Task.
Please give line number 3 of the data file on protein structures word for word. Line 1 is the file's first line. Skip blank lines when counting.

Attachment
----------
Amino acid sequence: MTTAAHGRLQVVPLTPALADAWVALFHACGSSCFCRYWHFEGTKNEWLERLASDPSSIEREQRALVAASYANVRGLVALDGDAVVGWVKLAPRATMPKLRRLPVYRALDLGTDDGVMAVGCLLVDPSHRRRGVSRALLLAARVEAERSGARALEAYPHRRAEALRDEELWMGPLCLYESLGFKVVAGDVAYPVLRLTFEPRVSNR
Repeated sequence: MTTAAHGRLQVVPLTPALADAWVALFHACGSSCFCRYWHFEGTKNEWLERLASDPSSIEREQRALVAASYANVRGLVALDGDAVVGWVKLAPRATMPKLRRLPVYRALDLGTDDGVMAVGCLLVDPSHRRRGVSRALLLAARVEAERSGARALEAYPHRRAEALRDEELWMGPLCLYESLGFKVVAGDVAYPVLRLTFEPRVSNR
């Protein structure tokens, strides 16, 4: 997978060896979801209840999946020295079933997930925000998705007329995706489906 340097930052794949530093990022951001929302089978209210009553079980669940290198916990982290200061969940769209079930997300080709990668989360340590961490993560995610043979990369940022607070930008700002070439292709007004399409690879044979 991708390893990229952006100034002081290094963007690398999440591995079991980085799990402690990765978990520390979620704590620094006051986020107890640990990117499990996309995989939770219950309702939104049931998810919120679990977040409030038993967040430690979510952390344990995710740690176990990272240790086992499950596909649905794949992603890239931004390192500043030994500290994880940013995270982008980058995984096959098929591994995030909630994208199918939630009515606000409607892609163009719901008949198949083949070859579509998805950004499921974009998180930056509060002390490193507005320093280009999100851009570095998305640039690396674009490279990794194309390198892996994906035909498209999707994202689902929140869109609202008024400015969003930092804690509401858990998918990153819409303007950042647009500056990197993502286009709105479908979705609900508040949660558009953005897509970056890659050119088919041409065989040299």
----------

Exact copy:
């Protein structure tokens, strides 16, 4: 997978060896979801209840999946020295079933997930925000998705007329995706489906 340097930052794949530093990022951001929302089978209210009553079980669940290198916990982290200061969940769209079930997300080709990668989360340590961490993560995610043979990369940022607070930008700002070439292709007004399409690879044979 991708390893990229952006100034002081290094963007690398999440591995079991980085799990402690990765978990520390979620704590620094006051986020107890640990990117499990996309995989939770219950309702939104049931998810919120679990977040409030038993967040430690979510952390344990995710740690176990990272240790086992499950596909649905794949992603890239931004390192500043030994500290994880940013995270982008980058995984096959098929591994995030909630994208199918939630009515606000409607892609163009719901008949198949083949070859579509998805950004499921974009998180930056509060002390490193507005320093280009999100851009570095998305640039690396674009490279990794194309390198892996994906035909498209999707994202689902929140869109609202008024400015969003930092804690509401858990998918990153819409303007950042647009500056990197993502286009709105479908979705609900508040949660558009953005897509970056890659050119088919041409065989040299």